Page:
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In order to develop appropriate and supportive strategies it is essential to examine the underlying reasons for behaviours and not take them at face value Peeters, T., 1997

At times a combination of factors, including the impact of autism on their thinking and processing of information, can result in individuals with autism communicating through behaviour which might be inappropriate to the context, or unexpected. The behaviour may have become an expected response to particular stimuli or situations. Staff will at times consider some behaviours to be challenging.

No behaviour in itself is autistic and not every pupil with autism has issues with behaviour. No behaviour is in itself 'challenging'. What one member of staff finds challenging may be different to what is challenging to another. It is dependent on an individual’s interpretation. At times staff may experience a lack of confidence and feel ‘de-skilled’ or that behaviour is personalised towards them. It is important to always remember that all behaviour is communication, and understanding what is being communicated will help us develop appropriate support from the range of responses, interventions and programs available. An analogy is often made with the iceberg - the behaviour we see being the tip of the iceberg. Dealing with the behaviour alone can be a short lived measure if the more significant reasons, often not so obvious, are not identified and addressed.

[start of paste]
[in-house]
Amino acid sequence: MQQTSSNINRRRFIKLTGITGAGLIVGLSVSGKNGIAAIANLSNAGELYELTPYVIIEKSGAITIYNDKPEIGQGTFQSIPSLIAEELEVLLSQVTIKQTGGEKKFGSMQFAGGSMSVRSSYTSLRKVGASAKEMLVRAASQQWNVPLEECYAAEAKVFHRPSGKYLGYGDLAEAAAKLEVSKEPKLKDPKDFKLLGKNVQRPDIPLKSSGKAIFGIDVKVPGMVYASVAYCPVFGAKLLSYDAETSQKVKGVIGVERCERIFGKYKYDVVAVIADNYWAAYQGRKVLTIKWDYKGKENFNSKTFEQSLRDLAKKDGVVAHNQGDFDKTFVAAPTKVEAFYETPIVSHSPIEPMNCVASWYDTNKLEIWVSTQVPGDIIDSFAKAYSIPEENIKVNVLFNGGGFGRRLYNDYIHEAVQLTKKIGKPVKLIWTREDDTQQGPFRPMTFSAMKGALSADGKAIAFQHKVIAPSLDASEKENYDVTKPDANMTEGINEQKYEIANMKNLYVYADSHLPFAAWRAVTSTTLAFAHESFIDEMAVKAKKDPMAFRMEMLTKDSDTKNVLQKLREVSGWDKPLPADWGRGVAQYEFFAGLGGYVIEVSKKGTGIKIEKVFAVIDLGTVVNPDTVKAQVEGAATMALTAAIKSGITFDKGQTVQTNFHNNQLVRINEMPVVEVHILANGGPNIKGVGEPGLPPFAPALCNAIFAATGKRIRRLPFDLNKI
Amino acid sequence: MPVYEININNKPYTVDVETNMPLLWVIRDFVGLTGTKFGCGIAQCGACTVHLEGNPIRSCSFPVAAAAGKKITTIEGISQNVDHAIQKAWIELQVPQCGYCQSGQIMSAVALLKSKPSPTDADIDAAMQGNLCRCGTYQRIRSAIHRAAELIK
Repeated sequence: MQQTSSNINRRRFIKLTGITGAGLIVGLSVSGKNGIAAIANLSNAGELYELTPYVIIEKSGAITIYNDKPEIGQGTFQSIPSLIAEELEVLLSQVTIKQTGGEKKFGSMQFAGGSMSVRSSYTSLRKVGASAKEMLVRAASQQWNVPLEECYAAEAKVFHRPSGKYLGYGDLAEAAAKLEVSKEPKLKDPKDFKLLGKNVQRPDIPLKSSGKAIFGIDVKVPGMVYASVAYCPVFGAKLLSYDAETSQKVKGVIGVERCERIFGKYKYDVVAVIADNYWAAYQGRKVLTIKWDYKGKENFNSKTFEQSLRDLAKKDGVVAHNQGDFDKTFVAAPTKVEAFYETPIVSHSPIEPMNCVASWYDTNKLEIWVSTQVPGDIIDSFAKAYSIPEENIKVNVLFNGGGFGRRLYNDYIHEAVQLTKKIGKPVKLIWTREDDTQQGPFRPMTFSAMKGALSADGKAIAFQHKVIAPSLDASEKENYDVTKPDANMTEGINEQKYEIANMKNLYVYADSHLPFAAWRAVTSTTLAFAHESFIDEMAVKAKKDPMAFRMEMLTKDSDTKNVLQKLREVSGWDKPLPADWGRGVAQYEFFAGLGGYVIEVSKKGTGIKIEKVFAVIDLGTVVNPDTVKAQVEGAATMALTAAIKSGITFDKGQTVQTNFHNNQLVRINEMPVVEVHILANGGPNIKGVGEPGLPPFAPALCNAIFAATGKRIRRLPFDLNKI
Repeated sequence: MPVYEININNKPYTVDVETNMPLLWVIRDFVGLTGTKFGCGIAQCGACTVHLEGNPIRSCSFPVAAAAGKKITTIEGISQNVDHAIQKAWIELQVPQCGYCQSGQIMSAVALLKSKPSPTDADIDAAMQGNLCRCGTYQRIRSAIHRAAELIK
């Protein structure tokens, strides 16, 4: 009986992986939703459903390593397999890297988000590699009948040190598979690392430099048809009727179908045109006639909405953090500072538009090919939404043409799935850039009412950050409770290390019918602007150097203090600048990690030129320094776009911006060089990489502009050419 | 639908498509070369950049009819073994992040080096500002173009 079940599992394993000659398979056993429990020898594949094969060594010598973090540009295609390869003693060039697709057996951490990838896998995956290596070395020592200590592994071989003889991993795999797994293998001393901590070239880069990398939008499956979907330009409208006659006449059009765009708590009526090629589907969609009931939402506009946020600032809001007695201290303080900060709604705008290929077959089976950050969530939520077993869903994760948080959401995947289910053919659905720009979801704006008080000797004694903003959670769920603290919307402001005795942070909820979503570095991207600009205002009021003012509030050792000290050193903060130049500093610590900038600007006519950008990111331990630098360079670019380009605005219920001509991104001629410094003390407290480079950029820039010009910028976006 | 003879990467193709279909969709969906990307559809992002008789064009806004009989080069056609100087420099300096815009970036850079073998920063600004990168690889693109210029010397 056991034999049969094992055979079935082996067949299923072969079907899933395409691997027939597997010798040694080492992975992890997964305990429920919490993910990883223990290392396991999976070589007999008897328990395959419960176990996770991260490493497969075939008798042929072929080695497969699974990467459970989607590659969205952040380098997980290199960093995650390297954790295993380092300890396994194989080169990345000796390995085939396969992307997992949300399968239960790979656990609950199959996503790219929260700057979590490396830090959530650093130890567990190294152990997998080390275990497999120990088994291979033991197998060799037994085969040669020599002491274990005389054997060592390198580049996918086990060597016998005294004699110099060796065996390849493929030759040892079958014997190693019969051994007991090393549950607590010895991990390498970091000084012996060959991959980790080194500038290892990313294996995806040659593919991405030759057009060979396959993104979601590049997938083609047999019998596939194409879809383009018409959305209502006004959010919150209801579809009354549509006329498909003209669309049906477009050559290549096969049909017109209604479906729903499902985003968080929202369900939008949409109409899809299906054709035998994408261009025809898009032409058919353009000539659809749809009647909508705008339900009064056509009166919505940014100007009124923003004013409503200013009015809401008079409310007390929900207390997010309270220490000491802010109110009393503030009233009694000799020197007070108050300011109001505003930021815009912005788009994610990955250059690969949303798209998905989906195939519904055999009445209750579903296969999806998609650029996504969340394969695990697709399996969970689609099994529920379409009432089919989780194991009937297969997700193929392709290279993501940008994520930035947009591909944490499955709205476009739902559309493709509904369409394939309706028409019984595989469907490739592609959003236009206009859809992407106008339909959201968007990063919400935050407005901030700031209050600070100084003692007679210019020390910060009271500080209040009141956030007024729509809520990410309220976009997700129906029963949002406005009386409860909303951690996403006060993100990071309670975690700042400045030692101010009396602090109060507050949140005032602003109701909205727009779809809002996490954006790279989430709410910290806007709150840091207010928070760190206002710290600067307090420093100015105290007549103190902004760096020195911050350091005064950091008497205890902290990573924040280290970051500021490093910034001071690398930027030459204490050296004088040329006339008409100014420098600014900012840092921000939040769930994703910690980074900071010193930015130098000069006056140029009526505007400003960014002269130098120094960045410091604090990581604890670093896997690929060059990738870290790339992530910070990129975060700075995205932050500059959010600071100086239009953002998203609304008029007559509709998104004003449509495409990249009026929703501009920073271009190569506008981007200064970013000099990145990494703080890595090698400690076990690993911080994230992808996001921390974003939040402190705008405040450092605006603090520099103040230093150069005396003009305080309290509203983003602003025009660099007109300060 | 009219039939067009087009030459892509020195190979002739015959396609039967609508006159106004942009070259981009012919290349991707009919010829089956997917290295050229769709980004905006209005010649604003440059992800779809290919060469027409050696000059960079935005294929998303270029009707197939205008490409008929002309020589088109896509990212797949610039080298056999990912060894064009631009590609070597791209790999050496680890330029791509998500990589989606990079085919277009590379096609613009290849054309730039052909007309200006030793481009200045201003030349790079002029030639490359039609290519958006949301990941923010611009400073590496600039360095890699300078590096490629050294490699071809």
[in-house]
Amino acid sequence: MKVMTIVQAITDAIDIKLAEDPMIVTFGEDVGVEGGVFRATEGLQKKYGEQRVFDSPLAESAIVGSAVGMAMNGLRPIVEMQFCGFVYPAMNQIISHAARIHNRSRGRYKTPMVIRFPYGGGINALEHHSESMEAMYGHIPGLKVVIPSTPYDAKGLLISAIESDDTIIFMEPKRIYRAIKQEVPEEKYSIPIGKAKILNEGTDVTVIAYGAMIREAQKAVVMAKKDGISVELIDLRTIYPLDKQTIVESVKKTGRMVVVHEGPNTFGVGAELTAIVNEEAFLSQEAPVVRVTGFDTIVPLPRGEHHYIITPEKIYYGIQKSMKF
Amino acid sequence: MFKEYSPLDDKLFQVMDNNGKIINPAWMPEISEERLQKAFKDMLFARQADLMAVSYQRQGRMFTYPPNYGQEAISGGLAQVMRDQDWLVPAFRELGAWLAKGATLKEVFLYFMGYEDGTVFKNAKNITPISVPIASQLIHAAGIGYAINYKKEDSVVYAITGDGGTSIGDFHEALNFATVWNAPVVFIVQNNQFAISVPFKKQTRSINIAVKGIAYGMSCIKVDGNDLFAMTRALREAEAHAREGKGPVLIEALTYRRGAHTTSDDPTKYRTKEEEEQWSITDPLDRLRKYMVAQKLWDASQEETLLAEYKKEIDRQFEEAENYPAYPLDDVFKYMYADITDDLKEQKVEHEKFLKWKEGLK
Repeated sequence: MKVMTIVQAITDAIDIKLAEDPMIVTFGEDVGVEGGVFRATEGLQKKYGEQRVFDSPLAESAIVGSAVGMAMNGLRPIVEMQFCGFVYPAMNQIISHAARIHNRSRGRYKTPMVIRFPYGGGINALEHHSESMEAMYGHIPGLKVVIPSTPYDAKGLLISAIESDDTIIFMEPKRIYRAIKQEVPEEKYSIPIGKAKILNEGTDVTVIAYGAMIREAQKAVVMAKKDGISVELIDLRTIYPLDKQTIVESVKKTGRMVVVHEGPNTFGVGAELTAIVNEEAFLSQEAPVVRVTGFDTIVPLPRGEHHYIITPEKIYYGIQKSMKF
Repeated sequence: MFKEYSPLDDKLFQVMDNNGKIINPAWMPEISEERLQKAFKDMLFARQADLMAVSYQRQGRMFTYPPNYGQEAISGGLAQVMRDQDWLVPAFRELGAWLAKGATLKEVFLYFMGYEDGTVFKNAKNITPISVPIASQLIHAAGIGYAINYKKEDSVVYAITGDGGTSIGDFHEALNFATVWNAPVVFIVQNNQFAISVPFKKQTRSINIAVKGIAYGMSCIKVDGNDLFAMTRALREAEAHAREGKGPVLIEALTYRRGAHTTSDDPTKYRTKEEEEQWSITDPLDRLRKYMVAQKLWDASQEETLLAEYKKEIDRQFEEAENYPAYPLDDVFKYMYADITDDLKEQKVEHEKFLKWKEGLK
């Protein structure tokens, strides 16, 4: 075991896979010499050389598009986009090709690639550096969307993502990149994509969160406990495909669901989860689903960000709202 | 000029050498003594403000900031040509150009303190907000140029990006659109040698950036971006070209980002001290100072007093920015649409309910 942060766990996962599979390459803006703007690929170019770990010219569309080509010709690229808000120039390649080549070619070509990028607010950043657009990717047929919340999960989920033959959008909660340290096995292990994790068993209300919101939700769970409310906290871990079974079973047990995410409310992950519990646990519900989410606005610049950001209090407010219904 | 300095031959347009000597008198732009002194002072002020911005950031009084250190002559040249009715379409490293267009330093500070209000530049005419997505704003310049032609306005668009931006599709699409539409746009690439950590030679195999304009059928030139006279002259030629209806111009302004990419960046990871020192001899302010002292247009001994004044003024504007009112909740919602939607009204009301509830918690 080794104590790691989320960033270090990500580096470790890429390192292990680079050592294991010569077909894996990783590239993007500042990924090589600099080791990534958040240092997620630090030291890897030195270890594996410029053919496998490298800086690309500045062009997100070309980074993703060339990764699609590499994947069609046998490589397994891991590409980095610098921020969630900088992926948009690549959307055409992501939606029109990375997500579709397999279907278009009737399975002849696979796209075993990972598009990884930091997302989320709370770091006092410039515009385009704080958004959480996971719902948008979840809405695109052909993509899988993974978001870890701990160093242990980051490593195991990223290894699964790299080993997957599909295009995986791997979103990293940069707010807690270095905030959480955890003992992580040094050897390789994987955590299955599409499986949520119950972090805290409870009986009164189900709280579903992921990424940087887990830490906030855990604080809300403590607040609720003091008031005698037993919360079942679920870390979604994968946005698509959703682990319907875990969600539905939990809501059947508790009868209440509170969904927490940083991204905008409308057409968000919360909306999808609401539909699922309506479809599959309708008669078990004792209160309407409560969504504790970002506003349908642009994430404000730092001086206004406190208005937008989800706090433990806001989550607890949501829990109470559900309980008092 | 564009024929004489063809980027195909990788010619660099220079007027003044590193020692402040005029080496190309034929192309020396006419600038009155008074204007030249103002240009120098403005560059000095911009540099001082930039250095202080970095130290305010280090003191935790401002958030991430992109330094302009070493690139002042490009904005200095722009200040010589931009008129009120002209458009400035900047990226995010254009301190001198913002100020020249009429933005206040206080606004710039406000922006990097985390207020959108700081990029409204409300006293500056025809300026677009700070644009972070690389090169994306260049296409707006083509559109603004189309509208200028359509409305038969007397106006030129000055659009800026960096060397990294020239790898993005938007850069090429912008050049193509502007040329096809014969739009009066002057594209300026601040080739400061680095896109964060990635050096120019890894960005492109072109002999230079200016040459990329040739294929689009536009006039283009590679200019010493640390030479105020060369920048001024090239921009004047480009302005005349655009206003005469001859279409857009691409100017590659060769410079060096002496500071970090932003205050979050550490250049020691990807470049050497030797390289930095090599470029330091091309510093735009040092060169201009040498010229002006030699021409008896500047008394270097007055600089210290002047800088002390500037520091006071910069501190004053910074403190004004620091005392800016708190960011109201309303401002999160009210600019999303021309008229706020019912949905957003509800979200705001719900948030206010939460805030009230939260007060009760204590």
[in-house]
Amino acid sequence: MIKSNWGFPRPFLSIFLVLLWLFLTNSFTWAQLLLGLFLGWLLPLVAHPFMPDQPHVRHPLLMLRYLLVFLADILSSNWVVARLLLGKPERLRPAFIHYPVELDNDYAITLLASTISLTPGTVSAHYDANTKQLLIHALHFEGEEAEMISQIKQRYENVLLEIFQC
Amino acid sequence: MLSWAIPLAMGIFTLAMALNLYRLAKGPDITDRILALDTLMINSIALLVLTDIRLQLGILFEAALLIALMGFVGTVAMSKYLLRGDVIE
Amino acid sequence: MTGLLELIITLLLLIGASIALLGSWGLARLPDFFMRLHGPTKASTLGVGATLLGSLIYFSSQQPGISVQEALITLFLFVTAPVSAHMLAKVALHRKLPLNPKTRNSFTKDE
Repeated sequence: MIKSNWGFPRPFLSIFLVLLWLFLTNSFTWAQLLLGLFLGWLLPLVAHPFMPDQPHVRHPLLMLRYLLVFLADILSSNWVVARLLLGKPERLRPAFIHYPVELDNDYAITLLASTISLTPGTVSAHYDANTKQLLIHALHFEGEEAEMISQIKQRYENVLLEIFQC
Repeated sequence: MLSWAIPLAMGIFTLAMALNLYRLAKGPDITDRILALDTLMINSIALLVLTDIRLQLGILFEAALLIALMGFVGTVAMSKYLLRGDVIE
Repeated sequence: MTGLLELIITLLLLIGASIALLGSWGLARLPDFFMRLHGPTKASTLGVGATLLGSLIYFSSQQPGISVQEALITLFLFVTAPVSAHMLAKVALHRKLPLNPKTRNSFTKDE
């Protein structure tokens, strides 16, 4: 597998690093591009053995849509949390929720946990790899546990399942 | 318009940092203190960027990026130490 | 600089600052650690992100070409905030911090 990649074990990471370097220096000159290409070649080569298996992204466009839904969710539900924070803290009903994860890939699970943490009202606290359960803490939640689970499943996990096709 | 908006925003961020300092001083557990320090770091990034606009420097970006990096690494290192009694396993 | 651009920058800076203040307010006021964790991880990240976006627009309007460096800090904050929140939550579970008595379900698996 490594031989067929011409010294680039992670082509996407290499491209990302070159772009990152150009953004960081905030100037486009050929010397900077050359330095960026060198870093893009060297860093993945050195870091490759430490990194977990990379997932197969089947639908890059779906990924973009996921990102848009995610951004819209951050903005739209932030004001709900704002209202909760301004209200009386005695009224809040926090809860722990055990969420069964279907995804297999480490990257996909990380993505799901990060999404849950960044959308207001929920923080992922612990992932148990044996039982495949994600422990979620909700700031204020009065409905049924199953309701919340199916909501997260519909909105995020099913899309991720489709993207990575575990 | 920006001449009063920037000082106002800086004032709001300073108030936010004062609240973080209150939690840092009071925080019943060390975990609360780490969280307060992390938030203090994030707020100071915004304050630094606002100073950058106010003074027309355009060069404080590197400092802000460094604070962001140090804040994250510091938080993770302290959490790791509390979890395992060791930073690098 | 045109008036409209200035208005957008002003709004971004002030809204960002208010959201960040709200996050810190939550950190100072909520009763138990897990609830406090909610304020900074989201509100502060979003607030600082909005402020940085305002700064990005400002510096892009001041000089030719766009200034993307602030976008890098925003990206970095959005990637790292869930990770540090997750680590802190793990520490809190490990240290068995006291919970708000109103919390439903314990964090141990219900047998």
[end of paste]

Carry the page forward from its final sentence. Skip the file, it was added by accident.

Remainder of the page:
There are usually a variety of reasons for any behaviour including:

  • Communication of confusion, anxiety or frustration
  • Sensory overload or difficulty in processing sensory information
  • Responses to activities/experiences which are under or over stimulating
  • Exerting control over the environment/situation/context (to affect, react or interact with it)
  • Disruption to routines

One of the most effective supports for young people with autism is to listen to them whether they are communicating verbally or behaviourally and to adjust your responses, interventions and programs accordingly. Listening, not just to what they are saying or doing, but seeing past the words or actions to attempt to understand what they are actually trying to communicate.(see Pupil Voice)

Consideration is required on when best to support a pupil to review and reflect on an event and their behaviour. Immediately after an incident is likely to be inappropriate as anxiety levels may remain high, however, leaving too much time after an incident may result in the pupil being unable to remember or recall events. As this is a core area of difficulty for pupils on the spectrum, they are likely to need ongoing teaching and support to be able to successfully locate themselves in their own experiences and to be able to reflect on those experiences for future learning.

It is important to promote strategies for self awareness, self reflection and understanding of consequences. Self evaluation tools should focus not just on content, but on process, e.g. what did you do, who did you do it with, what occurred, what choices were available, what were the consequences of those choices. Using visual strategies, at an appropriate level, such as in Comic Strip Conversations (C Gray) is likely to support better understanding, and provide concrete method of reflecting on outcomes and decisions at another time. 



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